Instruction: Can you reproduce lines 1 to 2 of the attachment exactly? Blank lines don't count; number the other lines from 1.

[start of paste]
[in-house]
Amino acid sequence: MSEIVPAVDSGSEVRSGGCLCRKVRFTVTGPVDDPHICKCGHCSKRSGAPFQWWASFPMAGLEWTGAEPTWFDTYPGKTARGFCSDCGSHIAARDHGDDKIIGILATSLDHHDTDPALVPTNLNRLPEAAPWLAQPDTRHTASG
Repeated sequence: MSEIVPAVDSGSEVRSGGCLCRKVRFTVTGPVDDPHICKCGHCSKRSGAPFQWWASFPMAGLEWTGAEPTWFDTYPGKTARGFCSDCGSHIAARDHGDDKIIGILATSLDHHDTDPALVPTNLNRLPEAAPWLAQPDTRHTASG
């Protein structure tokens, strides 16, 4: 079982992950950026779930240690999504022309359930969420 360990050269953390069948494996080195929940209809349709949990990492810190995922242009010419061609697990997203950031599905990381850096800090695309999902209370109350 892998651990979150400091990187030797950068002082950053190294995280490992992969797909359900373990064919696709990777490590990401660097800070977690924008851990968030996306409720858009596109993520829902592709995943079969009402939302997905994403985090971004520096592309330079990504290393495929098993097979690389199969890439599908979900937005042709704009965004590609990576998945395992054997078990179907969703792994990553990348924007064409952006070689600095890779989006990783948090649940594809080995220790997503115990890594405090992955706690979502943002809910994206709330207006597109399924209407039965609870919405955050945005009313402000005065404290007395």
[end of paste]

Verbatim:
[in-house]
Amino acid sequence: MSEIVPAVDSGSEVRSGGCLCRKVRFTVTGPVDDPHICKCGHCSKRSGAPFQWWASFPMAGLEWTGAEPTWFDTYPGKTARGFCSDCGSHIAARDHGDDKIIGILATSLDHHDTDPALVPTNLNRLPEAAPWLAQPDTRHTASG